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Amit Agrawal (Fed)

Amit Agrawal, is a Project Leader in the Photonics and Optomechanics Group at the Physical Measurement Laboratories (PML) of the National Institute of Standards and Technology (NIST). He received a Bachelors with Honors in Electronics and Telecommunications Engineering from the Pt. Ravishankar Shukla University India and, M.S. and Ph.D. in Electrical Engineering from the University of Utah. His doctoral research focused on developing plasmonic metamaterials and guided-wave devices operating at terahertz frequencies. He was then a CNST/UMD Postdoctoral Researcher at NIST, where he worked on developing measurement methods for studying the electromagnetic properties of plasmonic nanostructures for applications in switching, sensing and lasing. He then joined the faculty of Syracuse University, where he was the John E. and Patricia Breyer Professor of Electrical Engineering in the Department of Electrical Engineering and Computer Science, and continued his work on designing and characterizing nanoplasmonic and metamaterial devices, as well as measuring their opto-mechanical and opto-electronic response. He is a recipient of the University of Utah Graduate Research Fellowship, New Focus/Bookham Award from OSA, IEEE/LEOS Graduate Student Fellowship, and the D. J. Lovell Scholarship from SPIE, and has been recognized as a Rising Researcher by the SPIE, and was the runner-up in the Rising Stars of Light competition in 2020. His current research interests are focused on: (i) developing time-resolved optical spectroscopy and microscopy techniques in the visible, mid-infrared and terahertz ranges to study optical effects in devices based on novel materials, and (ii) developing metasurfaces and integrated nanophotonic devices operating from the ultraviolet to the infrared for chip-scale realization of integrated quantum systems.

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Selected Publications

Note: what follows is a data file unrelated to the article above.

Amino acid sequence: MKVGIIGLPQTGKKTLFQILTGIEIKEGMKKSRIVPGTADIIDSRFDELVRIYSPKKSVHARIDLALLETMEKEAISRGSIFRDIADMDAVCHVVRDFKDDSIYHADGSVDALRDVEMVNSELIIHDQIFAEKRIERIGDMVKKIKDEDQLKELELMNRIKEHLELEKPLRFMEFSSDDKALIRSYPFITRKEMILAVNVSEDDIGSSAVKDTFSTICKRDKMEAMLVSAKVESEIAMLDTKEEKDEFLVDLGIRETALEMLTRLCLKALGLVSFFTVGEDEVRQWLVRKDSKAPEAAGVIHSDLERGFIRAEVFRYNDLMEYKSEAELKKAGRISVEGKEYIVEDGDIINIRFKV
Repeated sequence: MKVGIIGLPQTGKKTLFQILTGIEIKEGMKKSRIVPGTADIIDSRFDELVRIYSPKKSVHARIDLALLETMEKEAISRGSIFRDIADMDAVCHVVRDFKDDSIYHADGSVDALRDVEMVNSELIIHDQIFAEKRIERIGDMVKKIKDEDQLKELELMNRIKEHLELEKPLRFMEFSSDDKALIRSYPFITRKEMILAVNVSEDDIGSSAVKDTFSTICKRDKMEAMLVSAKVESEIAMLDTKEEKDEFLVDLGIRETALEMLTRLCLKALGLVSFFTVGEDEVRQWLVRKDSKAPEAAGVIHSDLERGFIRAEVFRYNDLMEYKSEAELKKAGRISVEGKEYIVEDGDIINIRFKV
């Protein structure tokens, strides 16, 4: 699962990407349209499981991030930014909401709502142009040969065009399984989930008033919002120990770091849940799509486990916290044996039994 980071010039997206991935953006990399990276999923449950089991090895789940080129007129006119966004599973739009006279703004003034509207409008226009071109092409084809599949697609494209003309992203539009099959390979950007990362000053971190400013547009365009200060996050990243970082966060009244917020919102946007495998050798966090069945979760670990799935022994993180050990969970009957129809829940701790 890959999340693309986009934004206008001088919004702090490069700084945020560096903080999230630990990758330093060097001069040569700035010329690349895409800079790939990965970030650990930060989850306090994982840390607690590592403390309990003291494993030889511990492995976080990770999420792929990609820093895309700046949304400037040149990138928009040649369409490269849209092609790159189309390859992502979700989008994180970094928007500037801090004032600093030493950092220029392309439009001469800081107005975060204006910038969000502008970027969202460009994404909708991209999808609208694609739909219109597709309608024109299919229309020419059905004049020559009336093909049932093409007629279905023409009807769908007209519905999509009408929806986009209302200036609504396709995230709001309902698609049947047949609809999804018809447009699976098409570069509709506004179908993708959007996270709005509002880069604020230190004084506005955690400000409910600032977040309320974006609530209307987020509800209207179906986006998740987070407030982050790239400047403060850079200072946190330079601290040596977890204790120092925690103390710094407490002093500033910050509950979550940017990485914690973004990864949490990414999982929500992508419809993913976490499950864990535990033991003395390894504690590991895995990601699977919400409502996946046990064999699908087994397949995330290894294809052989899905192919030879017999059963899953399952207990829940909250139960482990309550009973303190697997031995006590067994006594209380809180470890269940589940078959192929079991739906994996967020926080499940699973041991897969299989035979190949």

Endothermic reaction at room temperature enabled by deep-ultraviolet plasmons, C. Wang, W.-C. D. Yang, A. Bruma, D. Raciti, R. Marx, A. Agrawal, and R. Sharma, Nature Materials 20, 346–352 (2021).
NIST Publication Database     Journal Web Site

Ultrafast optical pulse shaping using dielectric metasurfaces, S. Divitt, W. Zhu, C. Zhang, H. J. Lezec, and A. Agrawal, Science 364, 890–894 (2019).
NIST Publication Database     Journal Web Site

All-angle negative refraction and active flat lensing of ultraviolet light, T. Xu, A. Agrawal, M. Abashin, K. J. Chau, and H. J. Lezec, Nature 497, 470–474 (2013).
NIST Publication Database     Journal Web Site

Optics of photonic quasicrystals, Z. V. Vardeny, A. Nahata, and A. Agrawal, Nature Photonics 7, 177–187 (2013).

Electron vortex beams with high quanta of orbital angular momentum, B. J. McMorran, A. Agrawal, I. M. Anderson, A. A. Herzing, H. J. Lezec, J. J. McClelland, and J. Unguris, Science 331, 192–195 (2011). 
NIST Publication Database     Journal Web Site

Transmission resonances through aperiodic aperture arrays, T. Matsui, A. Agrawal, A. Nahata, and Z.V. Vardeny, Nature 446, 517–521 (2007).


Single-atom trapping in a metasurface-lens optical tweezer

Ting-Wei Hsu, Wenqi Zhu, Tobias Thiele, Mark Brown, Scott Papp, Amit Agrawal, Cindy Regal
Single neutral atoms in optical tweezers have become an important platform for quantum simulation, computing, and metrology [1-3]. With ground-up control

Metasurface on integrated photonic platform: from mode converters to machine learning

Zi Wang, Yahui Xiao, Kun Liao, Tiantian Li, Hao Song, Haoshuo Chen, S M Zia Uddin, Dun Mao, Feifan Wang, Zhiping Zhou, Bo Yuan, Wei Jiang, Nikolas Fontaine, Amit Agrawal, Alan Willner, Xiaoyong Yu, Tingyi Gu
Integrated photonic circuits are created as a small form factor and robust analogue for fiber-based optical systems, from wavelength-division multiplication

Patents (2018-Present)


NIST Inventors
Henri Lezec , Amit Agrawal , Wenqi Zhu and Jessie Zhang
patent description The ultraviolet (UV) range (wavelength of light: 200 nm to 400 nm) is a technologically important spectral regime hosting diverse applications such as photolithography, high-resolution imaging, spectroscopy, quantum optics, atomic trapping, etc. Current technology for manipulating
Slide showing text explaining the benefits of the technology described in patent 10,720,993

Metasurface Optical Pulse Shaper for Shaping an Optical Pulse in a Temporal Domain

NIST Inventors
Henri Lezec , Amit Agrawal and Wenqi Zhu
Patent Description Ultrafast laser pulse shaping is a well-developed field with available commercial products. Typically, the amplitude, phase or polarization of the light is controlled by placing a spatial light modulator (SLM) at the focus of the first mirror, in a technique known as Fourier
Created August 30, 2019, Updated December 8, 2022